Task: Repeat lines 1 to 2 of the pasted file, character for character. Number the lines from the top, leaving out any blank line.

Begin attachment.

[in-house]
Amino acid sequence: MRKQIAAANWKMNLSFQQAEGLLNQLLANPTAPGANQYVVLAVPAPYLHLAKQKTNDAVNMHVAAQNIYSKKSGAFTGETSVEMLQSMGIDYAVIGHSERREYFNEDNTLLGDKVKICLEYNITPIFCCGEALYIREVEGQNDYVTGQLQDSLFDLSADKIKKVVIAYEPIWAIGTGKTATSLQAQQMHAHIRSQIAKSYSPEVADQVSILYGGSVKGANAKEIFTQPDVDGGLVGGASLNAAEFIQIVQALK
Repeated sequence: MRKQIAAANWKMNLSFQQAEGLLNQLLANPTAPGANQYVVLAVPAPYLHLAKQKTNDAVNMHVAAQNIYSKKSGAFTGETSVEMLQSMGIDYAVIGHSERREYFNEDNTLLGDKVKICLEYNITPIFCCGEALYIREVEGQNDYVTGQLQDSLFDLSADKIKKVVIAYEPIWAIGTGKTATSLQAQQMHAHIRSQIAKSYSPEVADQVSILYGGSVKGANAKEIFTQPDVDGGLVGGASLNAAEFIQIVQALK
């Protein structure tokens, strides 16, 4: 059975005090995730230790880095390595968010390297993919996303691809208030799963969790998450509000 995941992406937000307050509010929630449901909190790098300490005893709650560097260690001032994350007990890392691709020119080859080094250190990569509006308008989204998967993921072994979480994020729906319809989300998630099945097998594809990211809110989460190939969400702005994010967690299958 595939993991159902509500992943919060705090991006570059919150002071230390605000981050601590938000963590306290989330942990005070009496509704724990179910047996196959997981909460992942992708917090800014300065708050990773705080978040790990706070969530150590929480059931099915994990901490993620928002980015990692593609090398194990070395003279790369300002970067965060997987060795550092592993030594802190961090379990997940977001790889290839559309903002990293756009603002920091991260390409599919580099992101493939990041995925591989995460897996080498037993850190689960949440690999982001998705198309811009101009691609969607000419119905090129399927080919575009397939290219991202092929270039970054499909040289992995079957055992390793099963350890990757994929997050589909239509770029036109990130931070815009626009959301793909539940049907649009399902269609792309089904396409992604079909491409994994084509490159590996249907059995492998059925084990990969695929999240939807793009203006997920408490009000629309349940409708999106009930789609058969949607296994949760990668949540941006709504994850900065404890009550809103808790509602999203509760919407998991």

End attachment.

[in-house]
Amino acid sequence: MRKQIAAANWKMNLSFQQAEGLLNQLLANPTAPGANQYVVLAVPAPYLHLAKQKTNDAVNMHVAAQNIYSKKSGAFTGETSVEMLQSMGIDYAVIGHSERREYFNEDNTLLGDKVKICLEYNITPIFCCGEALYIREVEGQNDYVTGQLQDSLFDLSADKIKKVVIAYEPIWAIGTGKTATSLQAQQMHAHIRSQIAKSYSPEVADQVSILYGGSVKGANAKEIFTQPDVDGGLVGGASLNAAEFIQIVQALK